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Vanke cuts price as it faces sales pressure

By Nie Peng (chinadaily.com.cn)
Updated: 2010-05-17 11:50
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China Vanke Co, the country's largest property developer by market value, offered a price cut of as much as 800 yuan ($117.17) per square meter for two buildings of a housing project it has jointly developed with COFCO, the Economic Information Daily reported.

The apartments, officially opened on Sunday, were located between the southern Fourth and Fifth Ring Roads in the Fengtai district of Beijing and bore a price tag of 25,000 yuan per sq m, but customers who made a purchase on Sunday were given a preferential price of about 24,200 yuan, the newspaper said.

The 328 units currently on sale are all three-bed room apartments of around 90 sq m, according to the report.

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Figures from Beijing's statistics bureau showed that the average price of commercial housing within the Fourth Ring Road stands at 34,000 yuan per sq m.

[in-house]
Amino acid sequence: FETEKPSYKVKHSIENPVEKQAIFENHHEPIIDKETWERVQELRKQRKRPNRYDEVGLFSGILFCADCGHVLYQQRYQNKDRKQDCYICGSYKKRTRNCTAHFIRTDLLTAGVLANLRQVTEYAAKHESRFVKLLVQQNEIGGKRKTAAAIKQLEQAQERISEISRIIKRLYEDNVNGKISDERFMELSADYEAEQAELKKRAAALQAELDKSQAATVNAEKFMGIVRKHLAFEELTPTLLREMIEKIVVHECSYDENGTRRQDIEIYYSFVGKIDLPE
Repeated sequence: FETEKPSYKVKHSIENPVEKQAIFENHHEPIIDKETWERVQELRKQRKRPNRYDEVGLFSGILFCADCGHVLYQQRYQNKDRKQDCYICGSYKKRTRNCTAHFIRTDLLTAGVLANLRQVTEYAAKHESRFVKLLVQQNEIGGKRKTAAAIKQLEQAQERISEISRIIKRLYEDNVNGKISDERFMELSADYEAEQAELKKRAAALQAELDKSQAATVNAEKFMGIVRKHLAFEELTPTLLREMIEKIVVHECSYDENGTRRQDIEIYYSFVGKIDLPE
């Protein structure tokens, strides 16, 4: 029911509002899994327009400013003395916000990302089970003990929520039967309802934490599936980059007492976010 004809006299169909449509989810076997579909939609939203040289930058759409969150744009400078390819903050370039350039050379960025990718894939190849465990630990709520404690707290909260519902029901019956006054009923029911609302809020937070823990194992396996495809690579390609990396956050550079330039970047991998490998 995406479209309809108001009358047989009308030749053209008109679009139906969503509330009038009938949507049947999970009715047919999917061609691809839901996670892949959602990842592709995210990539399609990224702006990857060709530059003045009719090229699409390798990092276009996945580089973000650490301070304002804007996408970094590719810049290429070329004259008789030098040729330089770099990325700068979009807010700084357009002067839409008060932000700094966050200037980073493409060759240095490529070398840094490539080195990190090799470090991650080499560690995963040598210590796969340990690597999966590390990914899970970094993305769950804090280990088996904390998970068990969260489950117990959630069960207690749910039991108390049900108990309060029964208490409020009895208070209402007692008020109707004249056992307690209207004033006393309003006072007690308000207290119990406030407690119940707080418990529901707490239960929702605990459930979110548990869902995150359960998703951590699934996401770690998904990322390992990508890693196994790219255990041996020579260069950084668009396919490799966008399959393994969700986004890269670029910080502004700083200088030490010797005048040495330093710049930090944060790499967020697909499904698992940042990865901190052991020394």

The paper said Vanke had already felt sales pressure since the first quarter of this year, even without the recent regulative policy from authorities.

While the market was speculating if Vanke would again take a lead in cutting property prices, like it did in 2008, after the central government began to roll out new measures on April 15 to regulate the sizzling property market, Evergrande Real Estate Group on May 6 became the first major developer to cut prices by offering a 15 percent discount on its housing projects across the country.

Chen Zhi, deputy secretary of Beijing Real Estate Association, told the paper that Beijing's housing price had soared too rapidly for local residents to buy and money inflows and speculation had propelled robust price increases.

Chen added that the government could take further actions such as raising the interest rates if current measures were not effective in curbing property prices as the bubble from investment and speculative purchases was quite dangerous.

"This move by Vanke is very wise," Chen said. "Meanwhile, Vanke's price cuts are likely to have certain implications on the real estate market in the future."